More Garden Varieties: Two


98 pages
ISBN 0-920544-76-2
DDC C811'.5408





Reviewed by Don Precosky

Don Precosky teaches English at the College of New Caledonia in Prince


More Garden Varieties: Two is an anthology of poems selected from the
entries in the League of Canadian Poets’ 1990 National Poetry Contest.
The collection is preceded by an introduction by Patrick Lane—who,
along with Miriam Waddington and Joyce Marshall—was one of the judges
in the contest. There were three winners selected: Diana Brebner, Blaine
Marchand, and D.J. Eastwood. Their poems appear first in the anthology,
followed by others (selected by the judges) arranged in alphabetical
order by author.

Although the three winning poems are very good, they were not my
favorites in the book. I was particularly impressed by five pieces.

In “I Keep Taking” Marlene Cookshaw writes out of her
dissatisfaction with life. She asks herself a question (“What is this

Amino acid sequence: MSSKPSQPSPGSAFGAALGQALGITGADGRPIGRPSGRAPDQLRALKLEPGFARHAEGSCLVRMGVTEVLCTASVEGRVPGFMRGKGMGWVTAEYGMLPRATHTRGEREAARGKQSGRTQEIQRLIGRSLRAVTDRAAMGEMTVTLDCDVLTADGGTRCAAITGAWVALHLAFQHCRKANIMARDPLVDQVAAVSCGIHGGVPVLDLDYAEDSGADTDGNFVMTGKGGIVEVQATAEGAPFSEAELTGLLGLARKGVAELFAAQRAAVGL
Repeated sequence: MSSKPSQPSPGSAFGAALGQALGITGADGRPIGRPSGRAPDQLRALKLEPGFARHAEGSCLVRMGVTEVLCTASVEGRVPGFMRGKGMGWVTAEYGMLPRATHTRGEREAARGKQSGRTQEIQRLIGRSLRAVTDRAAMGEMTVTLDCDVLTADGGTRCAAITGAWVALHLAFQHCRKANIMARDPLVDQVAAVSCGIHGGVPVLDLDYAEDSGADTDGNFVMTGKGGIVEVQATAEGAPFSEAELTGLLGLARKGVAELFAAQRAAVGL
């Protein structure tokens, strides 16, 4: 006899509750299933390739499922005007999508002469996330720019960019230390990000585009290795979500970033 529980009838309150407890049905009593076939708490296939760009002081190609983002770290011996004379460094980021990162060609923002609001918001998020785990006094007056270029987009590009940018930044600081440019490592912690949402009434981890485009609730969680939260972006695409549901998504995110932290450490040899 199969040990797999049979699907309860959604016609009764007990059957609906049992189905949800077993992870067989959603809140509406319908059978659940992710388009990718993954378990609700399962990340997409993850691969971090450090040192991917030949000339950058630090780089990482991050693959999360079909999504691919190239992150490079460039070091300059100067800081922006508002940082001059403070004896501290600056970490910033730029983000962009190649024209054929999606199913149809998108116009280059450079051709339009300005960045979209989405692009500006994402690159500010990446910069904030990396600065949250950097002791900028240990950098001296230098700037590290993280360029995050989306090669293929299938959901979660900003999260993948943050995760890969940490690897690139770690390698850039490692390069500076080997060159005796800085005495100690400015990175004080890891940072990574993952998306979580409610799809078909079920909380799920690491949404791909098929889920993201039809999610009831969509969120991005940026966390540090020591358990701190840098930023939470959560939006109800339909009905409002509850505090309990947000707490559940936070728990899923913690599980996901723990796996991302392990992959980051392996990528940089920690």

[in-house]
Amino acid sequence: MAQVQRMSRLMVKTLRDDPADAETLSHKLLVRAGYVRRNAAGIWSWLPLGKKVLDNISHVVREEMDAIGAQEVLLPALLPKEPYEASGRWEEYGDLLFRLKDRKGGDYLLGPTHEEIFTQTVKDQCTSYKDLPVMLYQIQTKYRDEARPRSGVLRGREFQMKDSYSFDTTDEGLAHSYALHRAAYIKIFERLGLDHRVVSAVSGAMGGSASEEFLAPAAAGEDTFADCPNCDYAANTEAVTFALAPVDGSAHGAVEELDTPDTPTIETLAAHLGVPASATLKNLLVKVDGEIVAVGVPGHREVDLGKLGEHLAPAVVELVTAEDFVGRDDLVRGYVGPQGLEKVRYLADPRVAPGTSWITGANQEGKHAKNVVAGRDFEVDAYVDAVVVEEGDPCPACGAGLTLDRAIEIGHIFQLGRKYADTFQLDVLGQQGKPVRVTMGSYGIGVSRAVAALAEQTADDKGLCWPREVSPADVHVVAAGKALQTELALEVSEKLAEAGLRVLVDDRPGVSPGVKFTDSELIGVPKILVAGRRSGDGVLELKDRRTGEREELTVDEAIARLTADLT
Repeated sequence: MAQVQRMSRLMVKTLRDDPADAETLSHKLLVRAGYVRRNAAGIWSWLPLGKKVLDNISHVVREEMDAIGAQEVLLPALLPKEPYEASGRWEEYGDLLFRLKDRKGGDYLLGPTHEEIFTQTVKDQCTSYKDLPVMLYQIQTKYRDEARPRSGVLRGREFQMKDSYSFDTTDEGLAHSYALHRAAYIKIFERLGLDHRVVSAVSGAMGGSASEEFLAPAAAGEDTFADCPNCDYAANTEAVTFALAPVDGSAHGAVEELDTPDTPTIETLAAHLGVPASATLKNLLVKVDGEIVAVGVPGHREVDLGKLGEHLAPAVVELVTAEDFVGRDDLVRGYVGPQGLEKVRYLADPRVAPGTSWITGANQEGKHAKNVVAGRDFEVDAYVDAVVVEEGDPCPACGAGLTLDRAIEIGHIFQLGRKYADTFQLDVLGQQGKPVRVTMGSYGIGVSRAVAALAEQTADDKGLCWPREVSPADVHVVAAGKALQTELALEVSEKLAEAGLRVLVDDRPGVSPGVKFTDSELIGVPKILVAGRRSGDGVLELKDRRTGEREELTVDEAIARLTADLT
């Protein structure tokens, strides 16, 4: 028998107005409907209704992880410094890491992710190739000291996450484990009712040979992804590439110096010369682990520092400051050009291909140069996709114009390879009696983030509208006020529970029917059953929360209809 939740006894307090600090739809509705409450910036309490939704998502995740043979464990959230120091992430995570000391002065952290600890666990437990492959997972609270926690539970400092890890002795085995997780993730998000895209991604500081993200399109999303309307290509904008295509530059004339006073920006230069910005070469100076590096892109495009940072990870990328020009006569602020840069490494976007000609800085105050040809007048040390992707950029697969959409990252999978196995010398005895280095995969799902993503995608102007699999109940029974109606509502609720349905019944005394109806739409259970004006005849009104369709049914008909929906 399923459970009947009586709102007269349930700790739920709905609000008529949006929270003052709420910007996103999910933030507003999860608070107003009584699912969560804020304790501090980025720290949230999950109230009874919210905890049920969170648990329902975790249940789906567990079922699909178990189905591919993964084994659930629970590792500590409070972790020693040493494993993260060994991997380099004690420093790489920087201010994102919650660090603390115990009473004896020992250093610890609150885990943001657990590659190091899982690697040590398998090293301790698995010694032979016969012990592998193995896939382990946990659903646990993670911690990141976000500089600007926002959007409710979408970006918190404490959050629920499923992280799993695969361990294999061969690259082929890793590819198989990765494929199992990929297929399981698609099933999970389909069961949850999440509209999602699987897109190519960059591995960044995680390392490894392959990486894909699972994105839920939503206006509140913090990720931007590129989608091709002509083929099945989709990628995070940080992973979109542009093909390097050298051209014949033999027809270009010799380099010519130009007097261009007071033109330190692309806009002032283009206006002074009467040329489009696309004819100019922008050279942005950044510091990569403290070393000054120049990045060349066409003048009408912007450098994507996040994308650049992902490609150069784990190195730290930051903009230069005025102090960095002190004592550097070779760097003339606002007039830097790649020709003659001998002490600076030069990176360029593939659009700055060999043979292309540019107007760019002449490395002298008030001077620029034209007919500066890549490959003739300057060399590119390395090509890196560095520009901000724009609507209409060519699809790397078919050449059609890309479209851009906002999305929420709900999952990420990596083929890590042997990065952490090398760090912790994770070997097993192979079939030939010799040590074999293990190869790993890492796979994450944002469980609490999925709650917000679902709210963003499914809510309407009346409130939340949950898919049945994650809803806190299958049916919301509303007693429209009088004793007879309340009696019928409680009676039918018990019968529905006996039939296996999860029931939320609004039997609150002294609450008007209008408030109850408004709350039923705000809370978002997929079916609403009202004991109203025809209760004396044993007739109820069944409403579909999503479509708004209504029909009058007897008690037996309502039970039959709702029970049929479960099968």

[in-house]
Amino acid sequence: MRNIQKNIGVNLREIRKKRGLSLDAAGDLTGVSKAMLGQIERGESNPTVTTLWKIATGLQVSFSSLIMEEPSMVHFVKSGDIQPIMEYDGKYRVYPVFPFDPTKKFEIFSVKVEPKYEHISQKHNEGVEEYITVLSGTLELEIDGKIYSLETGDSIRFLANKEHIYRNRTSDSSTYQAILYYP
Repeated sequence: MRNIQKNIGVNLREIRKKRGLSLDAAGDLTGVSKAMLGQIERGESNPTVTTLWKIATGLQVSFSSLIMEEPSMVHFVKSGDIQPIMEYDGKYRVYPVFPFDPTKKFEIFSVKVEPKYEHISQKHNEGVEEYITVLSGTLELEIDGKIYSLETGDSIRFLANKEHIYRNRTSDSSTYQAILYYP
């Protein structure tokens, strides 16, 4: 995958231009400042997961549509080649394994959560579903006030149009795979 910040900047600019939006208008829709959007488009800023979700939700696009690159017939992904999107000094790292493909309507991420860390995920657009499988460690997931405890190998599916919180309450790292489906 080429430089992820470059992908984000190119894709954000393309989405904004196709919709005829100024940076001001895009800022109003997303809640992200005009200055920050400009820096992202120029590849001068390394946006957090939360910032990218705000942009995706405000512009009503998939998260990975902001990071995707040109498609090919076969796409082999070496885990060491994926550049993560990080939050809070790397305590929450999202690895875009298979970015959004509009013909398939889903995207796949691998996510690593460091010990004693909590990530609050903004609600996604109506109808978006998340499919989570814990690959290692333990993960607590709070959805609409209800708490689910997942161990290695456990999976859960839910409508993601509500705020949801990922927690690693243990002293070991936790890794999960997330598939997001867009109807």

desire of mine?”) and answers it with a series of statements that
begin with “I want.” Then—and this is what makes the poem so
good—she goes further, beyond wanting and into action, with a series
of “We must” statements. The poem (my favorite in the collection)
thus charts a path from vague whining to problem definition to the
identification of solutions.

Barry Dempster’s “Adam and Innocence” is a personal poem about a
child (presumably his) and how the child can learn from his experience
and how Dempster can learn from the child’s innocence. That the
child’s name is Adam adds a mythic dimension.

“Akrasia,” by Debbie Fersht, also involves a child but this time
the child is the poet as she once was. The difference between England
and Canada is allegorized in a story. The poet, as a poor recent
immigrant to Canada, is taken to a toy store by an aunt and is
overwhelmed by the abundance of choice to the point of despair and
panic, and comes away with a pretty mediocre toy (a Slinky).

Alison Hopwood’s “Debts & Divisions” consists of loosely
strung-together meditations on art, nationality, gender relations, and
oppression. More experimental than most of the pieces in the book, it is
also insightful, intuitive, and witty.

Finally, there is Karen Ruttan’s “Stepping into the Water,” a
narrative poem with a meditative edge. A man drops dead at the summer
cottage, leaving the writer in a kind of shock.

Congratulations to the editors and to the poets for a job well done.


“More Garden Varieties: Two,” Canadian Book Review Annual Online, accessed May 26, 2024,